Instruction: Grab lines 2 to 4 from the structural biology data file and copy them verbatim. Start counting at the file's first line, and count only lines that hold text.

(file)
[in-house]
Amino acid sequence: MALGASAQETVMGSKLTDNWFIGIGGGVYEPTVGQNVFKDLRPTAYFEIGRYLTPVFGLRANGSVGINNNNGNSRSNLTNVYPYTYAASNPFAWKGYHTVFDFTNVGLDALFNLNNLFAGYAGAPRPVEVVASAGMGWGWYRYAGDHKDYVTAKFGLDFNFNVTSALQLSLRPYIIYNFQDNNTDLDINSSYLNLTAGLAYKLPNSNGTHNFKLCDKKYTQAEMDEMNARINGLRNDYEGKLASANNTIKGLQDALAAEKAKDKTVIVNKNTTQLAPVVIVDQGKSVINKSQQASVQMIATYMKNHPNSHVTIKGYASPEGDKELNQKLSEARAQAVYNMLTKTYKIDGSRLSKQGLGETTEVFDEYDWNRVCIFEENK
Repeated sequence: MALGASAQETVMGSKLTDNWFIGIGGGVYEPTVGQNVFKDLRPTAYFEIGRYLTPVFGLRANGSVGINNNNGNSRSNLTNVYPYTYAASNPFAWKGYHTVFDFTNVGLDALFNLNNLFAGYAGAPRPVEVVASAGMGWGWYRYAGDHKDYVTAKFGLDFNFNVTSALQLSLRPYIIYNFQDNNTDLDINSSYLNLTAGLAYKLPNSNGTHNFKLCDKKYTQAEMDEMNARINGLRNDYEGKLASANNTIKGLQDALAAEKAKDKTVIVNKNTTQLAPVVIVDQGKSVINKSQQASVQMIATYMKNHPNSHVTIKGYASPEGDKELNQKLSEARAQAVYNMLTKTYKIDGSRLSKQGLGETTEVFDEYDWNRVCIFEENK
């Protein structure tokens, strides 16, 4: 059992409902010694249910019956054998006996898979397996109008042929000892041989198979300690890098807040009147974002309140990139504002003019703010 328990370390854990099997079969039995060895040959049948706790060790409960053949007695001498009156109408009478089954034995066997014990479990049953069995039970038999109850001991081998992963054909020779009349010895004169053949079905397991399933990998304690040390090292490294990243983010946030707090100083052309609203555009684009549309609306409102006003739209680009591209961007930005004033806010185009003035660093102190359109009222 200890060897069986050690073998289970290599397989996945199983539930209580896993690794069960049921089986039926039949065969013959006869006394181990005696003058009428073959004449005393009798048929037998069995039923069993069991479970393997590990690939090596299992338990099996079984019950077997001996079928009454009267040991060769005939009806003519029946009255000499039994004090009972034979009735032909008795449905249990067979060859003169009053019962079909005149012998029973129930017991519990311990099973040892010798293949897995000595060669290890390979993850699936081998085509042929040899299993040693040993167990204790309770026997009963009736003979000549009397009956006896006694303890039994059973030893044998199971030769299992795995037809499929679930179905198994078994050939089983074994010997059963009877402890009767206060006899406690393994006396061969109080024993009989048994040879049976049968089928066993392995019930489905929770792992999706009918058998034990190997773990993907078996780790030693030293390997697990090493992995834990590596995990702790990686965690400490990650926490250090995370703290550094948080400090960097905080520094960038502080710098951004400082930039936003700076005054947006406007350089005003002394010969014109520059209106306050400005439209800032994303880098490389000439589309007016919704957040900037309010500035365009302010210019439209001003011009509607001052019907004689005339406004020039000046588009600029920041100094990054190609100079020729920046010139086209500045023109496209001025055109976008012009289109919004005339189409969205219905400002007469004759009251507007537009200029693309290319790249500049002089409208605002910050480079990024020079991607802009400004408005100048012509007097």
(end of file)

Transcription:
Amino acid sequence: MALGASAQETVMGSKLTDNWFIGIGGGVYEPTVGQNVFKDLRPTAYFEIGRYLTPVFGLRANGSVGINNNNGNSRSNLTNVYPYTYAASNPFAWKGYHTVFDFTNVGLDALFNLNNLFAGYAGAPRPVEVVASAGMGWGWYRYAGDHKDYVTAKFGLDFNFNVTSALQLSLRPYIIYNFQDNNTDLDINSSYLNLTAGLAYKLPNSNGTHNFKLCDKKYTQAEMDEMNARINGLRNDYEGKLASANNTIKGLQDALAAEKAKDKTVIVNKNTTQLAPVVIVDQGKSVINKSQQASVQMIATYMKNHPNSHVTIKGYASPEGDKELNQKLSEARAQAVYNMLTKTYKIDGSRLSKQGLGETTEVFDEYDWNRVCIFEENK
Repeated sequence: MALGASAQETVMGSKLTDNWFIGIGGGVYEPTVGQNVFKDLRPTAYFEIGRYLTPVFGLRANGSVGINNNNGNSRSNLTNVYPYTYAASNPFAWKGYHTVFDFTNVGLDALFNLNNLFAGYAGAPRPVEVVASAGMGWGWYRYAGDHKDYVTAKFGLDFNFNVTSALQLSLRPYIIYNFQDNNTDLDINSSYLNLTAGLAYKLPNSNGTHNFKLCDKKYTQAEMDEMNARINGLRNDYEGKLASANNTIKGLQDALAAEKAKDKTVIVNKNTTQLAPVVIVDQGKSVINKSQQASVQMIATYMKNHPNSHVTIKGYASPEGDKELNQKLSEARAQAVYNMLTKTYKIDGSRLSKQGLGETTEVFDEYDWNRVCIFEENK
């Protein structure tokens, strides 16, 4: 059992409902010694249910019956054998006996898979397996109008042929000892041989198979300690890098807040009147974002309140990139504002003019703010 328990370390854990099997079969039995060895040959049948706790060790409960053949007695001498009156109408009478089954034995066997014990479990049953069995039970038999109850001991081998992963054909020779009349010895004169053949079905397991399933990998304690040390090292490294990243983010946030707090100083052309609203555009684009549309609306409102006003739209680009591209961007930005004033806010185009003035660093102190359109009222 200890060897069986050690073998289970290599397989996945199983539930209580896993690794069960049921089986039926039949065969013959006869006394181990005696003058009428073959004449005393009798048929037998069995039923069993069991479970393997590990690939090596299992338990099996079984019950077997001996079928009454009267040991060769005939009806003519029946009255000499039994004090009972034979009735032909008795449905249990067979060859003169009053019962079909005149012998029973129930017991519990311990099973040892010798293949897995000595060669290890390979993850699936081998085509042929040899299993040693040993167990204790309770026997009963009736003979000549009397009956006896006694303890039994059973030893044998199971030769299992795995037809499929679930179905198994078994050939089983074994010997059963009877402890009767206060006899406690393994006396061969109080024993009989048994040879049976049968089928066993392995019930489905929770792992999706009918058998034990190997773990993907078996780790030693030293390997697990090493992995834990590596995990702790990686965690400490990650926490250090995370703290550094948080400090960097905080520094960038502080710098951004400082930039936003700076005054947006406007350089005003002394010969014109520059209106306050400005439209800032994303880098490389000439589309007016919704957040900037309010500035365009302010210019439209001003011009509607001052019907004689005339406004020039000046588009600029920041100094990054190609100079020729920046010139086209500045023109496209001025055109976008012009289109919004005339189409969205219905400002007469004759009251507007537009200029693309290319790249500049002089409208605002910050480079990024020079991607802009400004408005100048012509007097």